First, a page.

|Jmol interactive 3D||Image|
|Molar mass||47.01 g/mol
|Melting point||554 °C (1,029 °F; 827 K)|
|Boiling point||1,169 °C (2,136 °F; 1,442 K)|
|Solubility||sparingly soluble in alcohol|
|P3121 (No. 152), Pearson symbol hP9|
a = 473.29 pm, c = 517.88 pm
|1.102 J/K or 59 J/mol K|
|45 J/mol K|
Std enthalpy of
|-1028.2 kJ/g or -1010 kJ/mol|
Gibbs free energy (ΔfG˚)
EU classification (DSD)
|Carc. Cat. 2
Highly toxic (T+)
Dangerous for the environment (N)
|R-phrases||R49, R25, R26, R36/37/38, R43, R48/23, R51/53|
|S-phrases||S53, S45, S61|
|Lethal dose or concentration (LD, LC):|
LD50 (Median dose)
|90 mg/kg (oral, rat)
100 mg/kg (oral, mouse)
|US health exposure limits (NIOSH):|
|TWA 0.002 mg/m3
C 0.005 mg/m3 (30 minutes), with a maximum peak of 0.025 mg/m3 (as Be)
|Ca C 0.0005 mg/m3 (as Be)|
IDLH (Immediate danger
|Ca [4 mg/m3 (as Be)]|
Except where otherwise noted, data are given for materials in their standard state (at 25 °C [77 °F], 100 kPa).
|what is ?)(|
Beryllium fluoride is the inorganic compound with the formula BeF2. This white solid is the principal precursor for the manufacture of beryllium metal. Its structure resembles that of quartz, but BeF2 is highly soluble in water.
Beryllium fluoride has unique optical properties. In the form of fluoroberyllate glass it has the lowest refractive index for a solid at room temperature of 1.275. It dispersive power is the lowest for a solid at 0.0093, and the non linear coefficient is also the lowest at 2 × 10−14.
Structure and bonding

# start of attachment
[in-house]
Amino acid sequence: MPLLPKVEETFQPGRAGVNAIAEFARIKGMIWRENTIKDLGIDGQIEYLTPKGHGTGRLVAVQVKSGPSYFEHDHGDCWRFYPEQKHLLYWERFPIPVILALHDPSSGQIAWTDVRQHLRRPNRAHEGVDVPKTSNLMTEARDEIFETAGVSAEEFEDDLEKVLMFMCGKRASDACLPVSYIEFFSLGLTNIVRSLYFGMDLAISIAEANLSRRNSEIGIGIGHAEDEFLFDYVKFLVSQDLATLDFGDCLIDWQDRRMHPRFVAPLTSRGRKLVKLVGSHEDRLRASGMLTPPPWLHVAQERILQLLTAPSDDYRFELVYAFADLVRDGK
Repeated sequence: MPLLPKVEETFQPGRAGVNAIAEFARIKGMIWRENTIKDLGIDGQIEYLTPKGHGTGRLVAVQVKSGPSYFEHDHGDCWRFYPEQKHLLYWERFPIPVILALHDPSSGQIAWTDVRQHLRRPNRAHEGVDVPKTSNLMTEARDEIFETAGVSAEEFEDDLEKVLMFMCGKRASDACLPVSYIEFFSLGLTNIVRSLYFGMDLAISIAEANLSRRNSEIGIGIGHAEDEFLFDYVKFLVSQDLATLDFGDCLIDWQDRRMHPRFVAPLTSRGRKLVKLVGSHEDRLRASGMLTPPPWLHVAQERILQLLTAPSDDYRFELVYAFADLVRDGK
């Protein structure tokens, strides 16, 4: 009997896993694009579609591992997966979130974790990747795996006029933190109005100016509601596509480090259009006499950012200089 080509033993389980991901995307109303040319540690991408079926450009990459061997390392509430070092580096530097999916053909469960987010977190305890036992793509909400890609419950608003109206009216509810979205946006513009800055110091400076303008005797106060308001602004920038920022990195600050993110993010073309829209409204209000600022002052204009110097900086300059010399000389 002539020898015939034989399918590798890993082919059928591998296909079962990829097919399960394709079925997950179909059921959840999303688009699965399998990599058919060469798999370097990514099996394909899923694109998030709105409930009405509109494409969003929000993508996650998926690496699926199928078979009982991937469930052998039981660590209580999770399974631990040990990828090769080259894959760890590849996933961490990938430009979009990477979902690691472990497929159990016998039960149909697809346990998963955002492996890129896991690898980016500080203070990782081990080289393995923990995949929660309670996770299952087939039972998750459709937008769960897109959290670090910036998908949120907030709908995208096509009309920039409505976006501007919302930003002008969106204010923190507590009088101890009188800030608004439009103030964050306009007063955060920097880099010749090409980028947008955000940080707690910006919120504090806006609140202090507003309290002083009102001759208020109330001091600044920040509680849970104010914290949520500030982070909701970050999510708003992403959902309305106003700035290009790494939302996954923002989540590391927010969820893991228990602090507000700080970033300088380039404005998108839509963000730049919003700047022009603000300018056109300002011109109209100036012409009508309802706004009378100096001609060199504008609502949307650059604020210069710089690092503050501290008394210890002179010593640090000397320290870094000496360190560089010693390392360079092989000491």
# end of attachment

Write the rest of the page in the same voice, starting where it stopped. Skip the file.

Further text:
The structure of solid BeF2 resembles that of cristobalite. Be2+ centers are four coordinate and tetrahedral and the fluoride centers are two-coordinate. The Be-F bond lengths are about 1.54 Å. Analogous to SiO2,BeF2 can also adopt a number of related structures. An analogy also exists between BeF2 and AlF3: both adopt extended structures at mild temperature.
Gaseous and liquid BeF2
Gaseous beryllium fluoride adopts a linear structure, with a Be-F distance of 143 pm. BeF2 reaches a vapor pressure of 10 Pa at 686 °C, 100 Pa at 767 °C, 1 kPa at 869 °C, 10 kPa at 999 °C, and 100 kPa at 1172 °C.
'Molecules' of liquid beryllium fluoride have a fluctuating tetrahedral structure. Additionally, the density of liquid BeF2 decreases near its melting point, as Be2+ and F- ions begin to coordinate more strongly with one another, leading to the expansion of voids between formula units.
The processing of beryllium ores generates impure Be(OH)2. This material reacts with ammonium bifluoride to give ammonium tetrafluoroberyllate:
- Be(OH)2 + 2 (NH4)HF2 → (NH4)2BeF4 + 2 H2O
Tetrafluoroberyllate is a robust ion, which allows its purification by precipitation of various impurities as their hydroxides. Heating purified (NH4)2BeF4 gives the desired product:
- (NH4)2BeF4 → 2 NH3 + 2 HF + BeF2
In general the reactivity of BeF2 ions with fluoride are quite analogous to the reactions of SiO2 with oxides.
- BeF2 + Mg → Be + MgF2
The chloride is not a useful precursor because of its volatility.